Tax Tips for Real Estate Agents

March 15, 2016 Scott Sanders
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Real estate agents play a vital role in our economy. For most people, their home is their largest purchase. Real estate agents help people navigate the vital process of buying and selling their homes.

Real estate agents are in a commission-based business. Unlike a salaried job, if you don’t sell a house, you don’t get paid. The income is variable. An agent could go several months without selling a house and then sell several in one month. The agents that are skilled and that work hard and smart can do very well, while the ones that just dabble at it may struggle.

Real estate agents generally file their business income on a Schedule C on their Form 1040. They report their income and expenses on this schedule. It is important to make sure that the agents deduct every deduction that is allowable.  They are responsible for paying in their income taxes by quarterly estimated tax payments. The variable nature of the business can make these tax amounts difficult to calculate and be able to pay without good planning and recordkeeping.

Recently I had a meeting with a prospective real estate agent client. She said that every year she would spend a couple of days getting her tax records organized so that she could give them to her accountant. I wanted to find a better way to provide her with good records and be able to track how her business is doing throughout the year, so I did some research for a solution. I found the app RealtyZam. It is a simple accounting system that is built for real estate agents. You can take pictures of bills or receipts with your phone and store them and link them to an expense. You can even link it to your bank accounts or credit card accounts. You can use it to log your mileage. You can link the income and expenses for each listing or buyer and get useful data to see how your business is doing. At the end of the year you can generate a report to give to your accountant to prepare your tax returns. You can do prepare a report by quarter to calculate your monthly estimated tax payments. You can get the app from the App Store or Google Play on your smartphone. You can try it out for free to see if it would be a good fit for you. After the trial period, it costs $10 per month. My client is using it now and likes it.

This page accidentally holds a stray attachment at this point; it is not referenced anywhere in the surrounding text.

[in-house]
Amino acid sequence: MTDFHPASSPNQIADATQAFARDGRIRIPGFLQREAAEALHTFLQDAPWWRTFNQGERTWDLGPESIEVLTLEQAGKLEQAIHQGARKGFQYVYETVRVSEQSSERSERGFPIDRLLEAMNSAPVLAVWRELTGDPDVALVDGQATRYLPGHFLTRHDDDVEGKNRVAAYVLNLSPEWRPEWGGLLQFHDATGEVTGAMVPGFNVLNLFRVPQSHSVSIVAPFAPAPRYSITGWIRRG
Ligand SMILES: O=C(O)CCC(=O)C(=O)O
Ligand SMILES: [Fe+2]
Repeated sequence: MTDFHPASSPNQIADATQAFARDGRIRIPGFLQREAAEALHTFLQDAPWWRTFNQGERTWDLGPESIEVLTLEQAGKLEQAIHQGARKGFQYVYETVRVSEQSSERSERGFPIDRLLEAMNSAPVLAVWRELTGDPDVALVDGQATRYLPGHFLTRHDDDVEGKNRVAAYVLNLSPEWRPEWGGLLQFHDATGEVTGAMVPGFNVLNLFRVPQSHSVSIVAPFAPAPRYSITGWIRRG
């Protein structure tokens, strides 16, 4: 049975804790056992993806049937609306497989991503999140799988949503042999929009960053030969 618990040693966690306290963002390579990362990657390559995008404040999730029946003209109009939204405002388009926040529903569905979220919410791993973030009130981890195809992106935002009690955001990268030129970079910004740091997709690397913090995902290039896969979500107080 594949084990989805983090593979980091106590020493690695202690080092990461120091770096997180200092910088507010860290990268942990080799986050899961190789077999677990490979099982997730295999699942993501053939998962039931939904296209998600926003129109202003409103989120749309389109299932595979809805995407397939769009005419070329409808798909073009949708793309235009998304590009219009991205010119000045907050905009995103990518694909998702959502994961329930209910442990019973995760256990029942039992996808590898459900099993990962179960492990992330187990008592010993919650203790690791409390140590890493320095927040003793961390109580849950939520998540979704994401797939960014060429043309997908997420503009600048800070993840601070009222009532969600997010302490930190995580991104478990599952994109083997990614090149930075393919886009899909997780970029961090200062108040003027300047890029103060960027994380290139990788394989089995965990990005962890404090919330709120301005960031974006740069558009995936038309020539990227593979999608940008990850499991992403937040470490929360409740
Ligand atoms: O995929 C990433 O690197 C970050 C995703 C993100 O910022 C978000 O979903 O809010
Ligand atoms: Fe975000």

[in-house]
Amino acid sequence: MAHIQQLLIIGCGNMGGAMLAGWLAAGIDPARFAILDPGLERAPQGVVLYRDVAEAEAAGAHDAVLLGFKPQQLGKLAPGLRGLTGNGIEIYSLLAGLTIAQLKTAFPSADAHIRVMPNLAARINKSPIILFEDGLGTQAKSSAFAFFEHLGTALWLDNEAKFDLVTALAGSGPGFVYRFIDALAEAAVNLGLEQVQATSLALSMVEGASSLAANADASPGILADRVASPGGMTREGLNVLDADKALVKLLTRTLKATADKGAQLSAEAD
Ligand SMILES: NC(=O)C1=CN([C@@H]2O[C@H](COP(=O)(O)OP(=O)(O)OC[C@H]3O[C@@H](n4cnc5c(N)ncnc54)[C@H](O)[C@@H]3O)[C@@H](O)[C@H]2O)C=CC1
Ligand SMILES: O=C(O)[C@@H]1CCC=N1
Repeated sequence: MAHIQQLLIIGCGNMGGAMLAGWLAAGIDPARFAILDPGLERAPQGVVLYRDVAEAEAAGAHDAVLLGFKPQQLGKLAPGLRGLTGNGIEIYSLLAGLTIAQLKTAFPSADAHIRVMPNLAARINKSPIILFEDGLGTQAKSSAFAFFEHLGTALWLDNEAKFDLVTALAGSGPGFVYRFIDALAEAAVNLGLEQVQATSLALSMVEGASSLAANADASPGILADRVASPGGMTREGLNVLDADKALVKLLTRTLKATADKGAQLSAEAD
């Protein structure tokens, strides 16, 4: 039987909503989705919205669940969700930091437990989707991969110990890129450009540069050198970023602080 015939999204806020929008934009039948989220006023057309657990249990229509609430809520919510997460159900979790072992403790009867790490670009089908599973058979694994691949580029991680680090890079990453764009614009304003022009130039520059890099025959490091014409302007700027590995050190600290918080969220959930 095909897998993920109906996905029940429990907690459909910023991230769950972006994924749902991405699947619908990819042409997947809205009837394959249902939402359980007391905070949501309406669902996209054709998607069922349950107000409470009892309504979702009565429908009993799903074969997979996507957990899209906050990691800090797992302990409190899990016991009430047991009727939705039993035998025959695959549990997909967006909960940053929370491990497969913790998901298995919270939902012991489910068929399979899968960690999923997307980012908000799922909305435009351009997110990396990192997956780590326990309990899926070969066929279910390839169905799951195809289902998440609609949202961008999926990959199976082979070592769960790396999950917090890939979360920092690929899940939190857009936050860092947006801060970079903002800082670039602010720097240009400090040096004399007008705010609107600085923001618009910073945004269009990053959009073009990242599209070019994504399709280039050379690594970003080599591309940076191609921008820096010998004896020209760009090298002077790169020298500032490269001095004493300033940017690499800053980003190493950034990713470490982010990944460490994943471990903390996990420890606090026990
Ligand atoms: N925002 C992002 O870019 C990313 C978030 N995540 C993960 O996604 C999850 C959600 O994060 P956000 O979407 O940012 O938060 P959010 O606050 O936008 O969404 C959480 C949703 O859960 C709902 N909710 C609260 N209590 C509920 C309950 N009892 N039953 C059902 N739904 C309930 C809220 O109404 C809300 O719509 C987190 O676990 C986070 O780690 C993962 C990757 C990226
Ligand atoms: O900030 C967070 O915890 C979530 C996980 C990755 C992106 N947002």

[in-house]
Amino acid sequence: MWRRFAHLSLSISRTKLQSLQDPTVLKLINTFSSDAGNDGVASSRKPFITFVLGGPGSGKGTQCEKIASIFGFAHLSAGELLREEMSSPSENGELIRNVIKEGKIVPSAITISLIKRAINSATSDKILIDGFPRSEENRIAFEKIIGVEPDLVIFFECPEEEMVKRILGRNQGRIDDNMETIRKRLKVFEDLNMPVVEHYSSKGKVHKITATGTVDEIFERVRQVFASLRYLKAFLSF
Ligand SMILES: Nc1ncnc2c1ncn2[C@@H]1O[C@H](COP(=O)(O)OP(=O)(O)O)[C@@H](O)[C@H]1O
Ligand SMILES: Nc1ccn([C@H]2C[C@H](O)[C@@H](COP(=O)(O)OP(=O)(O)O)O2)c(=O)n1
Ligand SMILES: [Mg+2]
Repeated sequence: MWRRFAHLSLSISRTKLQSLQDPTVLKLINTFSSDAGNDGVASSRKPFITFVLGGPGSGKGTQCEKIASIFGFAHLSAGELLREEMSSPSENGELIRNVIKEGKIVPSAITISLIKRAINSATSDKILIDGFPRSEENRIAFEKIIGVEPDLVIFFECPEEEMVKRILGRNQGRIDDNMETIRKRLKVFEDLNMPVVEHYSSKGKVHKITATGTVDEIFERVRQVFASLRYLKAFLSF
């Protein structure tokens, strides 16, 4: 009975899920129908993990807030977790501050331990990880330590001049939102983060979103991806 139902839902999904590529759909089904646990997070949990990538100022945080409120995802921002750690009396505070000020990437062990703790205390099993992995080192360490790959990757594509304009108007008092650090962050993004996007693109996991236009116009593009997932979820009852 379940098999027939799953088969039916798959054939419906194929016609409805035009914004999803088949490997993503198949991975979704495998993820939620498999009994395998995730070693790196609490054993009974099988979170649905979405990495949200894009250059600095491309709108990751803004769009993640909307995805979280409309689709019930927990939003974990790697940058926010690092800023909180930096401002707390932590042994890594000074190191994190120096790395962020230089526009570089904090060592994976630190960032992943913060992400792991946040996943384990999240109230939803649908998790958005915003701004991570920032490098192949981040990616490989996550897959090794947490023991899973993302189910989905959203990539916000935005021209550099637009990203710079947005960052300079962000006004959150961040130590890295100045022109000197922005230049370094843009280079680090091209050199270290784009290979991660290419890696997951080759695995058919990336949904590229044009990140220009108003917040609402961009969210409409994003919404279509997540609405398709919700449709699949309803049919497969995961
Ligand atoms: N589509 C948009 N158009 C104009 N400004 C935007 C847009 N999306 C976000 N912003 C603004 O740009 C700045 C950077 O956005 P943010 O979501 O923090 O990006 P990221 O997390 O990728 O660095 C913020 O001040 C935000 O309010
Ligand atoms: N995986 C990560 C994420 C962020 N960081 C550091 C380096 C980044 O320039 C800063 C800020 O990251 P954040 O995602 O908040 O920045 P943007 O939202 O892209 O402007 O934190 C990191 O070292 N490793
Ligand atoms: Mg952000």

Keeping good records is vital to making sure that you are taking all the deductions that you are entitled to and in the event the IRS or your state audits your tax return.

There are many deductions that real estate agents need to make sure that they don’t miss that could reduce the amount of tax that they owe.

  1. Business mileage – Real estate agents generally have a great deal of business mileage. The business mileage rate for 2016 is 54 cents per mile. You need to keep a log of your trips, mileage and business purpose.
  2. Home office deduction – If you have a room in your home that you use exclusively as your principal place of business, you may qualify for the home office deduction. You would be able to deduct a percentage of your housing expenses.
  3. Meals and entertainment – these costs are generally 50% deductible.
  4. Advertising – Signs, websites, business cards, and other promotional items.
  5. Self-employed health insurance – As a self-employed taxpayer you can deduct the costs of purchasing health insurance for you and your family.

 

If you need tax preparation or planning or would like to discuss some of these issues further, please contact me at scott@sandersaccountingfirm.com.